More research behind me…. more insights brewing…
I have been reading about the Okinawan karate masters of the mid-1800’s to the 1930’s. They include the great ones like Tode Sakugawa, Sokon Matsumora and the masters of generations after them like Yatsusune Itosu and later. These people lived in a different world than exists today, even in modern Okinawa, let alone in the rest of the world. In their time, Okinawa was an independent nation state which paid lip service to both China and Japan in order to keep afloat. Meanwhile it leveraged its geography as a central stopping point between Japanese and Chinese trade routes to enrich itself and its people. Thinking about the evolution of martial arts, it is no wonder this island became a pivot point and a progenitor of many of the arts we have today. It did this by pulling techniques and concepts from Kung Fu (China), Budo (Japan), and its own native arts (To de) which are derived from both.

The evolution of the people at that time was just as interesting. For hundreds of years they existed in a miniature feudal system on the island, and eventually Japan came in and took over, making them another prefecture of that country and abolishing the Okinawan monarchy and nobility. It was in a sense a big Amber to Orange shift that began occurring in 1879 and did not really complete itself until after WWII. I think that in any situation like that, you have a population Stage distribution, much like in the United States today. Just because a government is going from one Stage to another does not mean the people are all doing the same, just that a certain number of them are and that a tipping point has been reached.

It was in this soup that Okinawan karate was stewed. The people that taught it, particularly the Masters, seemed to have been largely Purple-centered. What did Purple-centered martial arts look like? I would have to say it looked delightfully charming and conscious in its own way. Back then there were no “styles”. In fact, styles are most definitely an Amber Stage convention pressed upon the Okinawans by the Japanese who were an Amber-centered society, and in many respects still are. Amber societies require hierarchy and rules and naming conventions. Before the Japanese came around, the Okinawan martial arts did not think about that at all. They had no names for what they were doing except “te“, meaning “hand” in Japanese. The word in the Okinawan language was “di“.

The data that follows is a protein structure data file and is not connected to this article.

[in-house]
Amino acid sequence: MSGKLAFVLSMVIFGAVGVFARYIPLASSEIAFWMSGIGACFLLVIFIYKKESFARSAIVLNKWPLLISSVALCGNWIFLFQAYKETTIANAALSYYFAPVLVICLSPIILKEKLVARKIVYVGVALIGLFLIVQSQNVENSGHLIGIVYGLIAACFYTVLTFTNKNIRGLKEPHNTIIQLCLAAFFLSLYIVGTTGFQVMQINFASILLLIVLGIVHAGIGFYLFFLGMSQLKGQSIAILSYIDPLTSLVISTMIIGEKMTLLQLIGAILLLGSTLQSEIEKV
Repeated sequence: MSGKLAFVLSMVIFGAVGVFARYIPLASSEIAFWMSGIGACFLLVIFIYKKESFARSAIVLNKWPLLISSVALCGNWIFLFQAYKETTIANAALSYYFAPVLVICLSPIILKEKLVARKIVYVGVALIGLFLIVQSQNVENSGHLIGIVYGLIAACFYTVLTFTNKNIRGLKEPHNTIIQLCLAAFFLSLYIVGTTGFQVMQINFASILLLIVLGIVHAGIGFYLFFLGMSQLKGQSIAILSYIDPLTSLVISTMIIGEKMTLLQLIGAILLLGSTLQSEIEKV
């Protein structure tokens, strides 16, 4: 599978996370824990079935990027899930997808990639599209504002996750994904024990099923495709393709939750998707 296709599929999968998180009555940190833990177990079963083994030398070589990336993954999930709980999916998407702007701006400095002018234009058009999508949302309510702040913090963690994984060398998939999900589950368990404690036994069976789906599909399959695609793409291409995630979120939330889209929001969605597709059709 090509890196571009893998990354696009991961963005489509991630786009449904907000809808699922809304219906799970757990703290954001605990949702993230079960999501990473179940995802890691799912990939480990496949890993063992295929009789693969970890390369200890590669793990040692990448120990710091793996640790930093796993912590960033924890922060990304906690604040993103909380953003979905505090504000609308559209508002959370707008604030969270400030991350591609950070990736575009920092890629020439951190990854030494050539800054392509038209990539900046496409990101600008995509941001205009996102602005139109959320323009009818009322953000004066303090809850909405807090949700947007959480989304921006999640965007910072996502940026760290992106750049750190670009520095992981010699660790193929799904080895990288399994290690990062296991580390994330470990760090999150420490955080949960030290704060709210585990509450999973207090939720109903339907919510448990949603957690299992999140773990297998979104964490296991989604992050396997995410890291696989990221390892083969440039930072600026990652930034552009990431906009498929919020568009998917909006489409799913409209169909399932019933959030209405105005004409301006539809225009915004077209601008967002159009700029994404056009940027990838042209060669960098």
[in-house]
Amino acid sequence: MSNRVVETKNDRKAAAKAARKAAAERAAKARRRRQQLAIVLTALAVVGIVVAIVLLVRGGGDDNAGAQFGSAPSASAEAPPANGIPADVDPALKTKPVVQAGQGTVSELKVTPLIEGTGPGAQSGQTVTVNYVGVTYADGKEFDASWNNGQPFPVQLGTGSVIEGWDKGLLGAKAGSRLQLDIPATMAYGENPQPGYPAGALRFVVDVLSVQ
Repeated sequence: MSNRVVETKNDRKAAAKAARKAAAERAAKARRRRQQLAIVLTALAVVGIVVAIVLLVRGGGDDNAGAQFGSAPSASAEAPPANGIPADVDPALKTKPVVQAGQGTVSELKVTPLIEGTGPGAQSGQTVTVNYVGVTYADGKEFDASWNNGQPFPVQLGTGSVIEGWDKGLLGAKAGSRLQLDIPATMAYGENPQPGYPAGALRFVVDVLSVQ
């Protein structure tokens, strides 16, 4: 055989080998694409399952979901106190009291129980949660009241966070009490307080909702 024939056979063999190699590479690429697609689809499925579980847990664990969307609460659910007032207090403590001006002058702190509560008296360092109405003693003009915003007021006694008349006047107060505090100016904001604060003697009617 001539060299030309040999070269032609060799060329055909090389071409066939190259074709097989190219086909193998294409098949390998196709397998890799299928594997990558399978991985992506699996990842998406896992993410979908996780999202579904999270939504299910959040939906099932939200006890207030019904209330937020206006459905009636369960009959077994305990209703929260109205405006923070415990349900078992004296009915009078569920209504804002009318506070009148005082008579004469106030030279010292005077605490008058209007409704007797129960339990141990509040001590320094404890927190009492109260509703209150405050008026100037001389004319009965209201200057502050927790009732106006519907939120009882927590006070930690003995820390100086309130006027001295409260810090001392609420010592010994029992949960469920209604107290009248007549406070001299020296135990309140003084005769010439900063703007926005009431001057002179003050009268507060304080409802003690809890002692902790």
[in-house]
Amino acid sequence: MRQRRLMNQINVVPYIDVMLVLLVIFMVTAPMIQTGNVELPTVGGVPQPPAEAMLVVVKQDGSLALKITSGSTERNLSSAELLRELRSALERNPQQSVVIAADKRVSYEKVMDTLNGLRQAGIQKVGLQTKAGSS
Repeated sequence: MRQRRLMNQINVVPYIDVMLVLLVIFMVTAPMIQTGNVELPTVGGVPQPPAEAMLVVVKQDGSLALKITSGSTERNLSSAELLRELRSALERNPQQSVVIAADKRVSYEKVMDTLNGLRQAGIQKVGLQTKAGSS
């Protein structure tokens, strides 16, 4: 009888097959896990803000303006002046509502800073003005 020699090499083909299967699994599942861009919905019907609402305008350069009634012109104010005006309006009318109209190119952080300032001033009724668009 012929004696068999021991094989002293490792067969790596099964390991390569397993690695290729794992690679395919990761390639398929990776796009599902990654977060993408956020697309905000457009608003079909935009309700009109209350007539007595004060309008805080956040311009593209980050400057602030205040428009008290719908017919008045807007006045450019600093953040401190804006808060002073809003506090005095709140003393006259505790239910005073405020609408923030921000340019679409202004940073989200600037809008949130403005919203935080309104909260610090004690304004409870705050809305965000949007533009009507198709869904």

At the Purple and Red Stages, the purpose of Martial Arts was to strengthen the body and ready it for defense in situations of danger. This involved a lot of conditioning. However, the people who practiced it really had no strict boundaries between themselves and others who taught. In fact, students frequently went from person to person to train. A dojo was someone’s backyard, or if they were wealthy or had supportive students, a piece of land with a small building on it. People would meet in the yard and the teacher would teach. That would go on for three to five hours per session, anywhere from three to six days per week. The first hour would be spent on conditioning and exercise and the next two would be actual technique, usually kata. In essence, what these people were really doing was the equivalent of going to the gym every day, and with the same results: excellent physical shape and conditioning. Although more than that, this prepared them for dealing with ruffians and gangsters that were common on the streets in those days. Nearly all of them had the chance to put their art to the test, and challenges from other martial artists were quite common once the Red Stage was entered. For that reason, practice of the art was usually kept secret to guard against this.

It almost goes without saying that many of these old Masters fought tooth and nail against the Amber institutions imposed by Japan: style names, associations, belt colors, teaching karate in gym class, etc. They saw their art as a family affair. Students were only accepted for teaching if they had family connections. This is very much a tribal Stage. Beyond the “tribe”, there was no chance of being able to find a teacher. If you were not in the club, you were not going to learn. The later Masters of the early 1900’s like Itosu, Azato, and Funakoshi were famous for accepting the Amber principles and bringing the art into schools and police forces. In a sense, it had to happen because the evolution of Martial Arts to the next Stage required something like that.

I will not go into the further bits of history, but it continues to interest after that period, after the belt ranking systems and styles were established and the teachers began to decry tournaments and point sparring (Orange institutions).